Economic Relations May Provide Avenue to World Peace
Silk, Leonard, THE JOURNAL RECORD
Ora Namir, a Labor member of the Israeli Parliament and a leader of the Peace Now movement, fears that the Israeli economy's heavy dependence on the military could bar the way to peace.
""The industry of Israel is over 70 percent dependent on national security,'' she said. ""And that makes us heavily dependent on the United States - and on arms shipments to many countries around the world.''
Also, she is afraid that cutting the military would aggravate unemployment.
""From an economic, moral, human point of view,'' she added, ""this situation is so dangerous.''
Namir, who says she believes in a strong defense - she fought in the Israeli Army as a young girl during the war of independence - also believes that Israeli security ultimately will require negotiating with the Arab countries and extending equal rights within Israel to its Arab population.
""We live in an atmosphere of constant war,'' she said. ""If there is no peace, our young people will think our strength is physical strength. Many do not trust the Arabs, nor accept them as human beings.''
Prime Minister Shimon Peres appears to support the idea that Israel's security ultimately rests on reaching an accommodation with the Arabs. A significant sign was the appointment of Prof. Michael Bruno, a founder of Peace Now, as head of the Bank of Israel, the country's central bank.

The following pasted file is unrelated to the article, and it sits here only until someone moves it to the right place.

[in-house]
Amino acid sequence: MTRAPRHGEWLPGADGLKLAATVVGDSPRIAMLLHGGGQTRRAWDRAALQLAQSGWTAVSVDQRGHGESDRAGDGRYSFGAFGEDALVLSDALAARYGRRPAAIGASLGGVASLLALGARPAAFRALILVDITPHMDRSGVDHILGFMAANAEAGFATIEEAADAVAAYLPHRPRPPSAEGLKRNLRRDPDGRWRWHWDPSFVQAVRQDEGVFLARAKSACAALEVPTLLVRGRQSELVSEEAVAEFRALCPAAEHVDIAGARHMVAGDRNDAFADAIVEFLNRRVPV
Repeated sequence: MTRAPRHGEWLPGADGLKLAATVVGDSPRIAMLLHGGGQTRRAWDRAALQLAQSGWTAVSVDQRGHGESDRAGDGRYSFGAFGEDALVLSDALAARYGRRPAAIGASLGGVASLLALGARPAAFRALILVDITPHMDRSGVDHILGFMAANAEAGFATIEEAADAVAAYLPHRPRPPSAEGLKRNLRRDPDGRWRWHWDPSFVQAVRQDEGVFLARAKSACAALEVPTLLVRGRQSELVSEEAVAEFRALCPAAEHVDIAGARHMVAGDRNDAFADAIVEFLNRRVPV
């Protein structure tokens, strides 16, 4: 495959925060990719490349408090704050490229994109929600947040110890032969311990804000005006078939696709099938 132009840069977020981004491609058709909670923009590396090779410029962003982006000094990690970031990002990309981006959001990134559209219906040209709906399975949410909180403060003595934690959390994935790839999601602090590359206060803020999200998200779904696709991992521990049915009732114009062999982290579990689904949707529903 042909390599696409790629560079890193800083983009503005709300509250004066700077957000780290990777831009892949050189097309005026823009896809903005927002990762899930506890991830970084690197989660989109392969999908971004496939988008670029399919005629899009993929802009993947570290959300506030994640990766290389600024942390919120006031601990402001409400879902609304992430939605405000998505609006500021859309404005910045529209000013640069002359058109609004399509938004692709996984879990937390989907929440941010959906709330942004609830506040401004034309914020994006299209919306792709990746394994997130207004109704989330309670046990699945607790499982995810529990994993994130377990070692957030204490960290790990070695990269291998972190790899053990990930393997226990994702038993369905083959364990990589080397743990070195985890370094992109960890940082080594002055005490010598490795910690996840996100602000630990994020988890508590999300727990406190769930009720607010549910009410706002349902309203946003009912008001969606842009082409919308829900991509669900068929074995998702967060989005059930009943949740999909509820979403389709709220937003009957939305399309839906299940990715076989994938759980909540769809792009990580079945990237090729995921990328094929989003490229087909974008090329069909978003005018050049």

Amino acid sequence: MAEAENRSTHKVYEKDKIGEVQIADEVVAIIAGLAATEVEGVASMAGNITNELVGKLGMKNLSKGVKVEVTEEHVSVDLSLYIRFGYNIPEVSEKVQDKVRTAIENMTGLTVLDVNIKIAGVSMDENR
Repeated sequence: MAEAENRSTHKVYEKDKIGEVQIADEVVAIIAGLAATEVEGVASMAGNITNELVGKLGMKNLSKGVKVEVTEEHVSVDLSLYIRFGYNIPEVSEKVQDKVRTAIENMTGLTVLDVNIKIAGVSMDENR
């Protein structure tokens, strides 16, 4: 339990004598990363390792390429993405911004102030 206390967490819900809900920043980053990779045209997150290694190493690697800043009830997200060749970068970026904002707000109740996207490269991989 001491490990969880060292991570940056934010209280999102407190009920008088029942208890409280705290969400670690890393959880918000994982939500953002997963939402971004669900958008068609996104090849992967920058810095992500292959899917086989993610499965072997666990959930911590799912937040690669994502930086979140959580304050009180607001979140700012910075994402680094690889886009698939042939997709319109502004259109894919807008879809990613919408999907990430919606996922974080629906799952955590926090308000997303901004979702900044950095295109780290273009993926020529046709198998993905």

However, Israel seems split down the middle between ""doves'' and ""hawks'' - though few Israeli doves are pacifists; they are only too aware of the dangers on their borders. ing the American airstrike against Libya as a blow against terrorism.
She responded with equal warmth, saying that no one who had been to Vad Yashem, the memorial to the Jews who died in the Holocaust, could ever doubt the special urgency to Israel of security. Yet she too talked of the impact of economics on efforts to get the peace process going again.
Thatcher said many Middle Eastern states were in economic difficulties, and that could help get peaceful negotiations going. Syria, the principal immediate threat to Israel, is in grave trouble.
A two-year drought has ruined crops, and the fall in oil revenues of Saudi Arabia and Kuwait has forced them to cut their aid to Syria. Thatcher saw a chance for using economic aid from the West asa means of helping the peace process along, but she did not overstate it.
Economic aid, she said, is no substitute for the willingness to accept Israel's right to exist, and to cease terrorism, but could be a useful supplement. …